Do you have a “Grab and Go Bag?”
Emergency preparedness can mean many things. I was born and raised in Southern California. We were earthquake prepared with water, food, clothes, and tools. Having lived in many places in the United States and overseas, both as a military person and as a civilian, my family and I have frequently addressed the issue of what to be prepared for: Fire, Flood, Wind, Rain, in addition to Earthquake.
Planning ahead takes time and effort, and some resources, some of which will go out of date. Many local governments promote its residents to be prepared with a “Grab and Go Bag”. The GGB’s come in many sizes and contents based upon the perceived threat of catastrophe. Most of the GGB’s are designed to take care of basic needs for 72 hours. In recent weeks, victims of fire and flood have needed even more than that limited time to take care of themselves.
Since this is the planning time of year, I’m challenging readers to access their catastrophic threats and design or purchase their own GGB. Here are some of the basics that apply to most terrible situations:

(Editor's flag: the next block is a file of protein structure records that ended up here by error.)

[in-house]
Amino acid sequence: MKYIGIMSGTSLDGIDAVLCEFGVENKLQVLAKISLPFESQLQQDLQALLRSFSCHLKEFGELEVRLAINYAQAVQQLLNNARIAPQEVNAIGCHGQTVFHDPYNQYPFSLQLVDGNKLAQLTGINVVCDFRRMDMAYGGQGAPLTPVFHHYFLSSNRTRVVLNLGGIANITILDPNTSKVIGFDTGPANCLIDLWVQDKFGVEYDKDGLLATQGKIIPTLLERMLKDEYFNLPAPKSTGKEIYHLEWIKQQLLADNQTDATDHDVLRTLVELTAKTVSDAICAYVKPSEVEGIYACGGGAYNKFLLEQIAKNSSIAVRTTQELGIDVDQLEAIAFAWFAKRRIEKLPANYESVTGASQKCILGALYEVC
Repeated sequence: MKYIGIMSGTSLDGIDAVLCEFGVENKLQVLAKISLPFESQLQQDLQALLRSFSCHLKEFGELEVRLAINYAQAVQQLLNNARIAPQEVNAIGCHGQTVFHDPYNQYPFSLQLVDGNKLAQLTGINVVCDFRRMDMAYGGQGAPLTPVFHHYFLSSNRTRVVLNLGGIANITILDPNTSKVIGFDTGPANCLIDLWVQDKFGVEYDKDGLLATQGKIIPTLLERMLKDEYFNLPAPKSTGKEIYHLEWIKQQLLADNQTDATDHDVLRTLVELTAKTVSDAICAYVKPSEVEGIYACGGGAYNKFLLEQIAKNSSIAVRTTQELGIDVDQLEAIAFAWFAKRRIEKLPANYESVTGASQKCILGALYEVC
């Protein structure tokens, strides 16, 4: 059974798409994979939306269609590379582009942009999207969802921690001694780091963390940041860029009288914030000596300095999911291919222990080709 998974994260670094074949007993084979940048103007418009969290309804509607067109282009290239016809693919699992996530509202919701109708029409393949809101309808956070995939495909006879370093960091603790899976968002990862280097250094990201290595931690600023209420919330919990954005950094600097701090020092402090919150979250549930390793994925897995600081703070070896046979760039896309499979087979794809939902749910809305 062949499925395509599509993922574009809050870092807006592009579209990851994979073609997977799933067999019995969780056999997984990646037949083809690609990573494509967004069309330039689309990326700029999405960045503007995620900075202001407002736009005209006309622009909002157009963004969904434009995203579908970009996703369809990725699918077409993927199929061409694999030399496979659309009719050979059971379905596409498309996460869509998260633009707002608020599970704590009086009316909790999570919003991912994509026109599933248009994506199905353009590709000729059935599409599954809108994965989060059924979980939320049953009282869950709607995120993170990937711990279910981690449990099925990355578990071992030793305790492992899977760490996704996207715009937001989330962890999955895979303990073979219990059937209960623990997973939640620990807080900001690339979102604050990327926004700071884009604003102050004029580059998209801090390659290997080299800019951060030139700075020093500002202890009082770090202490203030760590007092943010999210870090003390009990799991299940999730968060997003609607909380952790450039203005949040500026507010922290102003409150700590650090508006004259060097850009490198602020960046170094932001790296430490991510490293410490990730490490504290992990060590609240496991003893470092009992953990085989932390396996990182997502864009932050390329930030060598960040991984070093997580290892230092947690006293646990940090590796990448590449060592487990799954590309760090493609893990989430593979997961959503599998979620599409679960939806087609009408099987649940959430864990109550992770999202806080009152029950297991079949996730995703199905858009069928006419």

- Having enough of this basic need should be a top priority. Large or small bottles are typical. Water heaters and toilet tanks can help in the direst circumstances.
- Energy and protein bars are good. Cans of all sorts of vegetables, soup, meats, and fish can round out the supply.
- Foil blankets, socks, and clothes changes are critical is many situations.
- Electronics like battery operated radios, flashlights, and extra batteries.
- Can opener, plastic bags, twist ties, toilet paper and moist toilettes round out some of the essentials.
- Important papers like passport, marriage license, family records, and items which aren’t recorded anywhere else.
FEMA, our government’s emergency agency, has a complete list at Ready.gov
Also, think about becoming a volunteer in your community. CERT which stands for Community Emergency Response Team training is probably available near you. Look them up online. Remember the Scout Motto: Be Prepared.